Other embodiments of these aspects include corresponding systems, apparatus, and computer programs, configured to perform the actions of the methods, encoded on computer storage devices.

These and other embodiments may each optionally include one or more of the following features. In various examples, receiving the audio data encoding the ambient sounds further comprises detecting a user input indicating a request to identify a speaker and receiving the audio data encoding ambient sounds based on detecting the user input; detecting the user input indicating a request to identify a speaker comprises detecting a spoken utterance input by the user; detecting the user input indicating a request to identify a speaker comprises detecting a user selection of a control; identifying media content that matches the audio data comprises obtaining audio fingerprints of the audio data, comparing the audio fingerprints of the audio data to audio fingerprints of prerecorded versions of media content, and identifying particular media content that matches the audio based on determining that the audio fingerprints of the audio data match the audio fingerprints of the particular media content; identifying a timestamp corresponding to a particular segment of the identified media content comprises segmenting prerecorded versions of media content, assigning timestamps to each of the segments of the prerecorded versions of media content, obtaining audio fingerprints of each of the segments of the prerecorded versions of media content, obtaining audio fingerprints of the audio data, comparing the audio fingerprints of the audio data to the audio fingerprints of each of the segments of the prerecorded versions of media content, and identifying a timestamp corresponding to a particular segment of particular media content based on determining that the audio fingerprints of the audio data match the audio fingerprints of the particular segment of particular media content; and identifying a speaker associated with the particular segment of the identified media content corresponding to the timestamp comprises accessing information that identifies timestamps and speakers associated with those timestamps for various media content, identifying, from among the information that identifies timestamps and speakers associated with those timestamps for various media content, a timestamp that is the timestamp corresponding to the particular segment of the identified media content, and identifying, as the speaker associated with the particular segment of the identified media content corresponding to the timestamp, the speaker associated with the identified timestamp.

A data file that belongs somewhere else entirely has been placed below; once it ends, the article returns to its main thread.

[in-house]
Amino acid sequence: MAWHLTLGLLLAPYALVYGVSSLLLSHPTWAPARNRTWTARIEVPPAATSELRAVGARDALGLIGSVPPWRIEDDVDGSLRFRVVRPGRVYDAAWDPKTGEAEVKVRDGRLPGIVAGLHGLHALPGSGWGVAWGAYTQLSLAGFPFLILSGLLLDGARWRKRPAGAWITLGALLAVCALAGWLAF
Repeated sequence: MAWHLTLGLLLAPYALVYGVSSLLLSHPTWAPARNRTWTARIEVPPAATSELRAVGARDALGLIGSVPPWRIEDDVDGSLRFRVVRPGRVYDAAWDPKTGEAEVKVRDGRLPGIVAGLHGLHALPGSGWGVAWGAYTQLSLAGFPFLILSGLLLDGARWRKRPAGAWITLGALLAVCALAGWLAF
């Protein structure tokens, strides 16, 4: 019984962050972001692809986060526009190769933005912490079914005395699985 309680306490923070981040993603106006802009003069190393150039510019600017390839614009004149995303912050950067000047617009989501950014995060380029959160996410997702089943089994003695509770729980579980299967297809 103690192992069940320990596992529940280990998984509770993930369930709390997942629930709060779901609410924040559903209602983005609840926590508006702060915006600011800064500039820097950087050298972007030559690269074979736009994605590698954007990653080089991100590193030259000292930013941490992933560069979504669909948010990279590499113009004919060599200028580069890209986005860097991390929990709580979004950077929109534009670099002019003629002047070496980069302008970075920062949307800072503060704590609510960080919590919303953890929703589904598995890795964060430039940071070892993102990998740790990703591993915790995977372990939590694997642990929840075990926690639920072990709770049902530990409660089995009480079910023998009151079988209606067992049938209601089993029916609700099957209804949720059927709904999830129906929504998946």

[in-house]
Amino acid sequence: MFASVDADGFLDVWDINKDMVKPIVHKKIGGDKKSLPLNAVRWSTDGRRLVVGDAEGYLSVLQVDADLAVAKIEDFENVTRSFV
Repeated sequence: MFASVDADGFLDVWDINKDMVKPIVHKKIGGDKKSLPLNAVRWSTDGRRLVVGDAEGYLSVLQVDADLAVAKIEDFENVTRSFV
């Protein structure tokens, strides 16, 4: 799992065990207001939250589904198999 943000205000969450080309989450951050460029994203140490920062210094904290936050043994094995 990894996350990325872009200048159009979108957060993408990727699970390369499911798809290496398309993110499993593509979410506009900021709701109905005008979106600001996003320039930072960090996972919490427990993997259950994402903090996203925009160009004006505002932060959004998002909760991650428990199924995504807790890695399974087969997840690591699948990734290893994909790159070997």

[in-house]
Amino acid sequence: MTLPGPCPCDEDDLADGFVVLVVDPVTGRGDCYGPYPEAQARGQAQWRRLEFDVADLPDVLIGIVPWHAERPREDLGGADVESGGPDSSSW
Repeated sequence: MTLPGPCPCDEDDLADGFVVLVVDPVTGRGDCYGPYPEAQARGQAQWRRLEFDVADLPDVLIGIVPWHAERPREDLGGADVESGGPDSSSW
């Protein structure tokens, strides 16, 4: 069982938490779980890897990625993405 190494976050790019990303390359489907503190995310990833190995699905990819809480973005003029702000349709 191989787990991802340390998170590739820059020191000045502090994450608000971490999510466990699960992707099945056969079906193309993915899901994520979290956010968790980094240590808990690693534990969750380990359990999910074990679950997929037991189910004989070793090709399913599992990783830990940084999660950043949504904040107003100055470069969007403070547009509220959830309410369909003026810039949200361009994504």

The details of one or more embodiments of the subject matter described in this specification are set forth in the accompanying drawings and the description below. Other potential features, aspects, and advantages of the subject matter will become apparent from the description, the drawings, and the claims.

BRIEF DESCRIPTION OF DRAWINGS

FIG. 1 is an example of a system that can be used for performing large-scale speaker identification.

FIG. 2 depicts an example system for performing large-scale speaker identification.

FIG. 3 is a flow chart of an example process for performing large-scale speaker identification.

Like reference symbols in the various drawings indicate like elements.

DETAILED DESCRIPTION

FIG. 1 depicts a system 100 for performing large-scale speaker identification. For example, a user can request information relating to a speaker they are listening to by providing an input to a computing device, such as by saying, “Who is this person speaking?” or “Who is that?” and can receive an output identifying the speaker and, optionally, information relating to the identified speaker. Identifying the speaker and information relating to the identified speaker can involve obtaining ambient audio data from the environment of the user and identifying the speaker based on the ambient audio data.

The system 100 includes a computing device 102, a speaker identification engine front-end 104, a content recognition engine 106, and a speaker identification engine 108. The speaker identification engine front-end 104 can be in communication with any of the computing device 102, the content recognition engine 106, and/or the speaker identification engine 108 over one or more networks, such as one or more local area networks (LAN) or wide area networks (WAN), such as the Internet.